SHAFAQNA – In pre-Islamic days, that Muslims call the Days of ignorance, the religious background of the Arabs was pagan, and basically animistic. Through Moon, Sun, Stars, Planets, Animals, wells, trees, stones, caves, springs, and other natural objects man could make contact with the deity. At Mekka, Allah was the chief of the gods and the special deity of the Quraish, the prophets tribe. Allah had three daughters: Al Uzzah (Venus) most revered of all and pleased with human sacrifice; Manah, the goddess of destiny, and Al Lat, the goddess of vegetable life. These three daughters of Allah (there is a Quranic verse about them) were considered very powerful over all things. Therefore, their intercessions on behalf of their worshippers were of great significance.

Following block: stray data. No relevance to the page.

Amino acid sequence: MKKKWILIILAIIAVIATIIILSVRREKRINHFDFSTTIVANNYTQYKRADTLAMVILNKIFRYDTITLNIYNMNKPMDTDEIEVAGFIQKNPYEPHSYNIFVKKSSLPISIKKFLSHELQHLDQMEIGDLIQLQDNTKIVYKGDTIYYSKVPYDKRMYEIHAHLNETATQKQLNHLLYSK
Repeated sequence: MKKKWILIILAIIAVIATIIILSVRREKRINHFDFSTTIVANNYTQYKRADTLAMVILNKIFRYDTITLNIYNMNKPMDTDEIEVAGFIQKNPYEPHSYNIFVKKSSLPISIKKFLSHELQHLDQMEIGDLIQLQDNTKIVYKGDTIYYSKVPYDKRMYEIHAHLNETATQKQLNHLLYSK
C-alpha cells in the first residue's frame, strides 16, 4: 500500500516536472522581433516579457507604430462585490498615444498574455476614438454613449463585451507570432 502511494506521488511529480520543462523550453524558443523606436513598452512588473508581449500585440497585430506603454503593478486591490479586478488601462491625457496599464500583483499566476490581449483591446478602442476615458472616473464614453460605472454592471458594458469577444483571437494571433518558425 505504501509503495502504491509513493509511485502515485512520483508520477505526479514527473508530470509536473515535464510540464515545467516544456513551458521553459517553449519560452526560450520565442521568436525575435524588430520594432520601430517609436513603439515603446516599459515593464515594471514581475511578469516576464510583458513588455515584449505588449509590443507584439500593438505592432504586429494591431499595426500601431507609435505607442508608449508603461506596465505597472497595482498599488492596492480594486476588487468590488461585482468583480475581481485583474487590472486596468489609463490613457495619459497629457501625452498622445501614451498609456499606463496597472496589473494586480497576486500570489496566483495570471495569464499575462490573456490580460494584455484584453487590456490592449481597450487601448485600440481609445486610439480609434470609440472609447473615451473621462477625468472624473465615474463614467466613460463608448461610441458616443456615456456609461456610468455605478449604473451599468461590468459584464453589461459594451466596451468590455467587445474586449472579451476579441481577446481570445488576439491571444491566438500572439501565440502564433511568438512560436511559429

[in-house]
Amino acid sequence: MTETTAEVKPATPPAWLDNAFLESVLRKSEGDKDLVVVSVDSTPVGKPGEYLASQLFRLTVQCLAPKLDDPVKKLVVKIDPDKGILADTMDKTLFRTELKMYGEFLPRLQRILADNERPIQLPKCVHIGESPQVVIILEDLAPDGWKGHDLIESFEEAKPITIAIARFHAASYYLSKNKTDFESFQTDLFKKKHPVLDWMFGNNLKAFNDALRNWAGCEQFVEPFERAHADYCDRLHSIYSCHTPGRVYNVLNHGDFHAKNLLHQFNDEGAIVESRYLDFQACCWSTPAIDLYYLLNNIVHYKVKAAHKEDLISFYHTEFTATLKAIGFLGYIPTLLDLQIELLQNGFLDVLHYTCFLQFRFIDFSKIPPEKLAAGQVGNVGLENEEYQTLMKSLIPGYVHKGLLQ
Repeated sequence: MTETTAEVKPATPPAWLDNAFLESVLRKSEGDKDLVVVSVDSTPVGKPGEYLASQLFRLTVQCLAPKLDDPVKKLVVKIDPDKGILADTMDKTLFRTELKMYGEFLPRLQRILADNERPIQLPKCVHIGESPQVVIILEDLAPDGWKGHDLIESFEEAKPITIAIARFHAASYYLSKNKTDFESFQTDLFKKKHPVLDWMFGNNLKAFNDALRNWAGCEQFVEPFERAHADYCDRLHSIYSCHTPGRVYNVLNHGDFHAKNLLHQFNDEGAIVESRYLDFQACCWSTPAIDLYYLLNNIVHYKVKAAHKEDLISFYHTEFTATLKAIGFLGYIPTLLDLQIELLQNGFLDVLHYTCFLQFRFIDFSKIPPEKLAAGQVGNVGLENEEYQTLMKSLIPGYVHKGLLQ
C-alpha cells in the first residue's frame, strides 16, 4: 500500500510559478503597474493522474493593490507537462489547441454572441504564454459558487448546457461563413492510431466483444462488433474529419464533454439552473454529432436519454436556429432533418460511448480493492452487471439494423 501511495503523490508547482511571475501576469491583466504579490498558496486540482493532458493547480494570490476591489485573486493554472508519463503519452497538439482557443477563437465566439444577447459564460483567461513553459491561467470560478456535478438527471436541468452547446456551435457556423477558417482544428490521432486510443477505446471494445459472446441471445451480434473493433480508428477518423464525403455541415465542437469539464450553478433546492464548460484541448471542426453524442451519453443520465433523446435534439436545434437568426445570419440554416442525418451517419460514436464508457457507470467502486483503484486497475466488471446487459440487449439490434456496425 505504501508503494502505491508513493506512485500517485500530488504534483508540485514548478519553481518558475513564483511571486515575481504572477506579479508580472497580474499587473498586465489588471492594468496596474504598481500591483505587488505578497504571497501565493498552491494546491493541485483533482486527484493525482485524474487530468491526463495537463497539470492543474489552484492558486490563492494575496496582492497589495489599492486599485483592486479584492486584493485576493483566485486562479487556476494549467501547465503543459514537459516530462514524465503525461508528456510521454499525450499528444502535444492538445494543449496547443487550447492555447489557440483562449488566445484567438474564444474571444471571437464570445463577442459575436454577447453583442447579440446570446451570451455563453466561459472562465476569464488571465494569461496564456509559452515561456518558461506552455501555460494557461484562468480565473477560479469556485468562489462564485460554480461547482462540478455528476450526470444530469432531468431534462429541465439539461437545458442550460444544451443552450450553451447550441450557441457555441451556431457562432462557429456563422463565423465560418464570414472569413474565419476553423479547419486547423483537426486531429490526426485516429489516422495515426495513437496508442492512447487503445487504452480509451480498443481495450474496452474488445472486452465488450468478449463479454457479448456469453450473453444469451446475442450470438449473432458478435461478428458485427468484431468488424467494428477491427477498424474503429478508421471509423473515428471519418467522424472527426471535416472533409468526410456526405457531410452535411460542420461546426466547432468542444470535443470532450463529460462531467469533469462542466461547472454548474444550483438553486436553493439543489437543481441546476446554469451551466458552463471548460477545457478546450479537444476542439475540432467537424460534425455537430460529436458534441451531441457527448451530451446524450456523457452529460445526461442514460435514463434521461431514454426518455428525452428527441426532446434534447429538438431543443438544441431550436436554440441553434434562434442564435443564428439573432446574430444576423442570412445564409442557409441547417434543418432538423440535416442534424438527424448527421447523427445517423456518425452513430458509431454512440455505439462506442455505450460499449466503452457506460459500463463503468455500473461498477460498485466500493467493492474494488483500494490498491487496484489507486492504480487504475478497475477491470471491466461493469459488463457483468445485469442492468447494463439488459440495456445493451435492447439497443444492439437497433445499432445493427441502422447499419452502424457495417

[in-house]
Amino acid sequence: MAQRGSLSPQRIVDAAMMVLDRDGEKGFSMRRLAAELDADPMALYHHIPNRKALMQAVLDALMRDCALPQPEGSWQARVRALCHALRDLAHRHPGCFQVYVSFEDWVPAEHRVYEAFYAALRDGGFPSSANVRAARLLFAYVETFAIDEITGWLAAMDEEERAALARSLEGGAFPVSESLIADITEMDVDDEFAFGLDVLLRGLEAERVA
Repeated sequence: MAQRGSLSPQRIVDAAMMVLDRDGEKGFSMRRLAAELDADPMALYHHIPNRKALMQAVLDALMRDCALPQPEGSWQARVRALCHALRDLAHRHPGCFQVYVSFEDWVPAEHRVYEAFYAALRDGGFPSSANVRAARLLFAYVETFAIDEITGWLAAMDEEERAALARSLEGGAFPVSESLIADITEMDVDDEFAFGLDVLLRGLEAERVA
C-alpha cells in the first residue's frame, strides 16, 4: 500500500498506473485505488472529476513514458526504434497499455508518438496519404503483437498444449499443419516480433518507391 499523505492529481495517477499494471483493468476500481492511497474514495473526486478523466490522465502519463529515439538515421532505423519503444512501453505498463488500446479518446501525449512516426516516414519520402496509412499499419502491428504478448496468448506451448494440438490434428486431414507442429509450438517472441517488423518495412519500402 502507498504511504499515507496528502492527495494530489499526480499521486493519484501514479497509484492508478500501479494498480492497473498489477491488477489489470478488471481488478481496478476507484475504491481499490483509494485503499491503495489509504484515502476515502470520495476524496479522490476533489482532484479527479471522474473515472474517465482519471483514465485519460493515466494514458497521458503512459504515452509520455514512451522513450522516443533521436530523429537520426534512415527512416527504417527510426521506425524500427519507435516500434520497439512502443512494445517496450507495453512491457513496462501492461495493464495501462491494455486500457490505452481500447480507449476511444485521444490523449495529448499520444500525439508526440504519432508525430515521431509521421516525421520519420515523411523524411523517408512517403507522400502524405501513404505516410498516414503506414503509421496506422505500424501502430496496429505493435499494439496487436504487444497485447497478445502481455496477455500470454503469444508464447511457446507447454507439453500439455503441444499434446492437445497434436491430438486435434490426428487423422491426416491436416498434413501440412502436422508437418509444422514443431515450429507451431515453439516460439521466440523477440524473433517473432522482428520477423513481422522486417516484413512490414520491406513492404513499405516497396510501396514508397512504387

On rituals, Encyclopedia of Islam (New Edition, s.v. Kaaba) states: It is incontrovertible that Islam took from the pagan Arabs an entire pre-Islamic ritual, previously steeped in paganism. This ritual is the veneration of and the pilgrimage to the Kaaba at Mecca. For the pre-Islamic Arabs, the Kaaba was the center of worship where the Jahilis prayed and went round it seven times. The Jahilis went on pilgrimage to the Kaaba once a year in Dhul-Hijja for a week, and they performed the Waqfa [standing in or stoppage at] on Mount Arafat (Al-Udhhri, 1991, 77). In their ritual, the Pre-Islamic pilgrims halted at Muzdalifa, stayed at Mina, made seven runs between Safa and the Marwah hills, sacrificed animals, and shaved their heads.They performed the lesser pilgrimage (Umrah) outside the month of Dhul-Hijja. Islam adopted the entire ritual. It recognized the Kaaba as the temple of God and the center of worship, retained the Black Stone, consecrated the Haram sanctuary, and ordered Muslims to perform the pilgrimage, if possible, once in a lifetime on the eighth day of the last month of the Islamic lunar year, Dhul-Hijja. Muslims today, like their pre-Islamic ancestors, circumambulate the Kaaba seven times, halt at Muzdalifa, stay at Mina, make seven runs between Safa and the Marwah hills, sacrifice animals, stone the devil, shave their heads, and wear a special simple garb. They perform the lesser pilgrimage (Umrah) outside the month of Dhul-Hijja, Islam has also in common with the pre-Islamic Arabs their belief in Jinn. The pre-Islamic Arabs were fully convinced, in the existence of shadowy, crafty, mischievous, even destructive beings called jinn (Watt and Bell, Introduction to the Quran, 1977, 153). While usually invisible, the jinn are capable of assuming forms of snakes, scorpions, lizards, and other creeping things or mad humans (Ibid.). Sura Al-Jinn (Quranic Chapter number 72, composed of 28 Verses), is dedicated to these spirits. Other parts of the Quran recognize Jinns existence: They link Him with jinn by lineage (37:158); that God created Jinn from fire (55:15), and that Jinns end, like mens, is to serve and worship God (51:56). The Quran reveals also that God sent messengers to Jinn and men (6:130), and teaches that Jinn may believe in God and His Holy Book: (72:1), as well as that Jinn may be unbelievers as well (6:130). Jinn promised that they will not Associate in worship any gods with our Lord (72:2).